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April 22, 2021, 10:21:09 am

Author Topic: Accuracy, Reliability and Validity for secondary sources?  (Read 912 times)  Share 

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nickclarke

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Accuracy, Reliability and Validity for secondary sources?
« on: May 24, 2020, 01:42:12 pm »
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I'm currently doing my bio depth study, and it involves data analysis of secondary sources. Part of the marking criteria says I need to talk about the Accuracy, Reliability and Validity of my data, but i'm unsure how I would go about doing this for secondary sources.
Cheers!

Coolmate

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Re: Accuracy, Reliability and Validity for secondary sources?
« Reply #1 on: May 24, 2020, 08:01:28 pm »
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I'm currently doing my bio depth study, and it involves data analysis of secondary sources. Part of the marking criteria says I need to talk about the Accuracy, Reliability and Validity of my data, but i'm unsure how I would go about doing this for secondary sources.
Cheers!

Hey nickclarke! :)

I found this thread on the forums that may help you (the part you may be looking for is under, "Second Hand Investigations"):
https://atarnotes.com/forum/index.php?topic=169532.0

I hope this helps
Coolmate 8)
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Einstein_Reborn_97

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Re: Accuracy, Reliability and Validity for secondary sources?
« Reply #2 on: May 24, 2020, 08:31:07 pm »
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I'm currently doing my bio depth study, and it involves data analysis of secondary sources. Part of the marking criteria says I need to talk about the Accuracy, Reliability and Validity of my data, but i'm unsure how I would go about doing this for secondary sources.
Cheers!

Hey, nickclarke!

(This is the source I'll use to show you some examples of analysing secondary data: https://www.ncbi.nlm.nih.gov/pmc/articles/PMC4452068/)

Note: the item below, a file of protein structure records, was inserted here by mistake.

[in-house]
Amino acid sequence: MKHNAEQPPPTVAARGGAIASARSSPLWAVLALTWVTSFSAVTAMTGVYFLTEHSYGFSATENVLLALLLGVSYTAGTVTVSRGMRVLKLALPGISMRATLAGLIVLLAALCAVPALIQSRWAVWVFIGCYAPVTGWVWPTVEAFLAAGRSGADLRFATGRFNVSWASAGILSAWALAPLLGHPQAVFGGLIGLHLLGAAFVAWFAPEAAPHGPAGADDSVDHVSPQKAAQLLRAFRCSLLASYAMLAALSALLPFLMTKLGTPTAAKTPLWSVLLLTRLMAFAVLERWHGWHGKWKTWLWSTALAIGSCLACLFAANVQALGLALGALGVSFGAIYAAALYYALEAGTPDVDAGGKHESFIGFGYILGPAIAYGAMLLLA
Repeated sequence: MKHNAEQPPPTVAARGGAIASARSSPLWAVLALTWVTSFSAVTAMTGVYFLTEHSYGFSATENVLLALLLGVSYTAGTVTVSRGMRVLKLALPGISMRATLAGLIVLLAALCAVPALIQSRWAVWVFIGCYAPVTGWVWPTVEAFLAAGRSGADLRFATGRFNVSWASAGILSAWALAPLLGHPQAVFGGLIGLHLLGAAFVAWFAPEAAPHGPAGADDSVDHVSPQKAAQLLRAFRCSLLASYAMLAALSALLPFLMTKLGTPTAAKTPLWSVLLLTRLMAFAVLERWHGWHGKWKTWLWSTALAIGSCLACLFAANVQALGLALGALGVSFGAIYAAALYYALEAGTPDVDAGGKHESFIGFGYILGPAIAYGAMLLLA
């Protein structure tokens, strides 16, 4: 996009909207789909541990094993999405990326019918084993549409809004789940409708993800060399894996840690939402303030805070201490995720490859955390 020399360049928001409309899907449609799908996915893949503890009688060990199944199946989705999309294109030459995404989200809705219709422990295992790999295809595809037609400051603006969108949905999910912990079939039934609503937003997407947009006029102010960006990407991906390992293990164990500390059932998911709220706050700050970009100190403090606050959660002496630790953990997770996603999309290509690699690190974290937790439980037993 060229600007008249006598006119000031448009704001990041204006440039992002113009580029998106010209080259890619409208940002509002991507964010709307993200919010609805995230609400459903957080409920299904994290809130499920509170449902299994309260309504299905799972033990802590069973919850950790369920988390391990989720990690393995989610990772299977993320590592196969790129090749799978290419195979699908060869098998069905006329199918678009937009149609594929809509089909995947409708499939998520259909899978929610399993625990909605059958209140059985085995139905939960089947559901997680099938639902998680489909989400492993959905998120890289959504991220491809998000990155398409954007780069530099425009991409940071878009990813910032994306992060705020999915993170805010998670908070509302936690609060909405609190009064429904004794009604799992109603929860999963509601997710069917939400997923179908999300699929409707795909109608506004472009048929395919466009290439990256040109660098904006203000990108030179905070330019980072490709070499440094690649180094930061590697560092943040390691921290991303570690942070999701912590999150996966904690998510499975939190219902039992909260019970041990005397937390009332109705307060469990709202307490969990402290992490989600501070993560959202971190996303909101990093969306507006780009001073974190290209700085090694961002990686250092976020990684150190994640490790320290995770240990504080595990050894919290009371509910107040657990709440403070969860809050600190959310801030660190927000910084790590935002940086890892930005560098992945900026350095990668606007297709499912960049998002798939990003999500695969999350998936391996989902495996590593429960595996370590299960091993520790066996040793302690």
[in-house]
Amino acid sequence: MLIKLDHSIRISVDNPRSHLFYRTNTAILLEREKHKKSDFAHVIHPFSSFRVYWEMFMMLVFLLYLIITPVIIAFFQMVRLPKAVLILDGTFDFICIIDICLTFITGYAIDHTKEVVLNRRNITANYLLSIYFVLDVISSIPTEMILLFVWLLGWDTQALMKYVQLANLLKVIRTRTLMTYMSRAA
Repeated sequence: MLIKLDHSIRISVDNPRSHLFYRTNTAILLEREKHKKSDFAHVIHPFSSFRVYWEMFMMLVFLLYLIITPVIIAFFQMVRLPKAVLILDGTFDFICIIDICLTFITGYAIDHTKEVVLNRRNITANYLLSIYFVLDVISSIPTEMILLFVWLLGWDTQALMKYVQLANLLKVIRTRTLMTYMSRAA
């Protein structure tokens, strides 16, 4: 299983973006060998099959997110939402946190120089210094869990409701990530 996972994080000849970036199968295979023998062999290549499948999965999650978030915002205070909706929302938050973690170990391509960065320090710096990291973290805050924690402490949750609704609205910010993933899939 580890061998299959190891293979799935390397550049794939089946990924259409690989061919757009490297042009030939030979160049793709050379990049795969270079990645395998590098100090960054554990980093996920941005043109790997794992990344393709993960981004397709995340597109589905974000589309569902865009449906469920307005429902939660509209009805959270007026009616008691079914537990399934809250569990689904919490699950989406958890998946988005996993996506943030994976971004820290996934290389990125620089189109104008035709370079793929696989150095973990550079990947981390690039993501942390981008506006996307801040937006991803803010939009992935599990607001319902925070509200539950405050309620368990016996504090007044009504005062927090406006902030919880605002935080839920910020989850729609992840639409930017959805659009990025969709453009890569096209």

When assessing the reliability of data from a secondary source, you want to answer 2 main questions (plus 1 bonus one):

- What is the credibility of the source? (Who wrote the information? Do they have the authority or expertise in this area?)
E.g. This source is very credible. The author, Magid H. Amer, is a highly qualified medical professional who specialises in hematology and oncology and has over 21 years of experience in his field. He currently works as an oncologist in North Warren, PA, USA. The source itself was published by the U.S. National Institutes of Health's National Library of Medicine and is on a government website, which further enhances its credibility.

- Has the information from the source been consistently reinforced in other sources that you have viewed?
E.g. Yes, this information has been frequently reinforced and reiterated on other sources that discuss the applications of gene therapy in regard to treating cancer. ...such as...(if you want)

Therefore, this source is very reliable as it has been created by a credible author with a lot of expertise in this area of research, and the information provided is consistent with a lot of other sources on the topic of using gene therapy to treat cancer.

- Bonus: Is the data presented in the source based on repeatable processes?

When assessing the accuracy of data from a secondary source, discuss whether the information provided in that source is similar to the information presented in peer-reviewed (reputable) scientific journals/sources. Pretty much the qualitative equivalent of comparing experimentally obtained data to that which is scientifically accepted.

When assessing the validity of data from a secondary source, you should be stating whether the information that you obtained from that source relates to your hypothesis or the problem that you are investigating.
E.g. This source is valid. The information provided by the source directly relates to the problem being investigated as it provides me with detailed evidence that will help inform my judgement as to whether gene therapy should be utilised in the treatment of cancer.
Also include something about the reliability and accuracy of the source as well when discussing validity.

Hopefully that helps, let me know if you have any more questions. ;)
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